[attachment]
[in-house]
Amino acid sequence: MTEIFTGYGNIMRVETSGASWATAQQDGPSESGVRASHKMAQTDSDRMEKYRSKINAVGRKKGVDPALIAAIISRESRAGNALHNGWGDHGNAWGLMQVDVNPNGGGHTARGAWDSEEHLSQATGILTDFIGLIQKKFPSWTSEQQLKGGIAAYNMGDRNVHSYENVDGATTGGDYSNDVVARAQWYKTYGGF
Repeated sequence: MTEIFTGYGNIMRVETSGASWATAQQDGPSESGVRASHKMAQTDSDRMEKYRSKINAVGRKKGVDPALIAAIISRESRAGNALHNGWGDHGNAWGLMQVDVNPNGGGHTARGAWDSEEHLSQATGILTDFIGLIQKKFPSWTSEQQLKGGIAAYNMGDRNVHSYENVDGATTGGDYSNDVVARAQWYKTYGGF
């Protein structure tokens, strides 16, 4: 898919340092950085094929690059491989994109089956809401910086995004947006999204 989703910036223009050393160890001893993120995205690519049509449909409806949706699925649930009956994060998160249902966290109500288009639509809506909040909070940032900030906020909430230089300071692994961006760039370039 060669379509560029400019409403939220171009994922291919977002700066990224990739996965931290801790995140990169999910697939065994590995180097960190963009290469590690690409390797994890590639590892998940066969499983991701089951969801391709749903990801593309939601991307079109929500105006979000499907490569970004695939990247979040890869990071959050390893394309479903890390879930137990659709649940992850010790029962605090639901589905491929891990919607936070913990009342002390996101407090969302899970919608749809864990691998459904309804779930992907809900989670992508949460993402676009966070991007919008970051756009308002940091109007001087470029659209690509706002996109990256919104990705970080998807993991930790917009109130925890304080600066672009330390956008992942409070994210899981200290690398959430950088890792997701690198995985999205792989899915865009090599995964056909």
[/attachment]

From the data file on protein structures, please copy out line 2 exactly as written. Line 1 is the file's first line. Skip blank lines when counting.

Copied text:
Amino acid sequence: MTEIFTGYGNIMRVETSGASWATAQQDGPSESGVRASHKMAQTDSDRMEKYRSKINAVGRKKGVDPALIAAIISRESRAGNALHNGWGDHGNAWGLMQVDVNPNGGGHTARGAWDSEEHLSQATGILTDFIGLIQKKFPSWTSEQQLKGGIAAYNMGDRNVHSYENVDGATTGGDYSNDVVARAQWYKTYGGF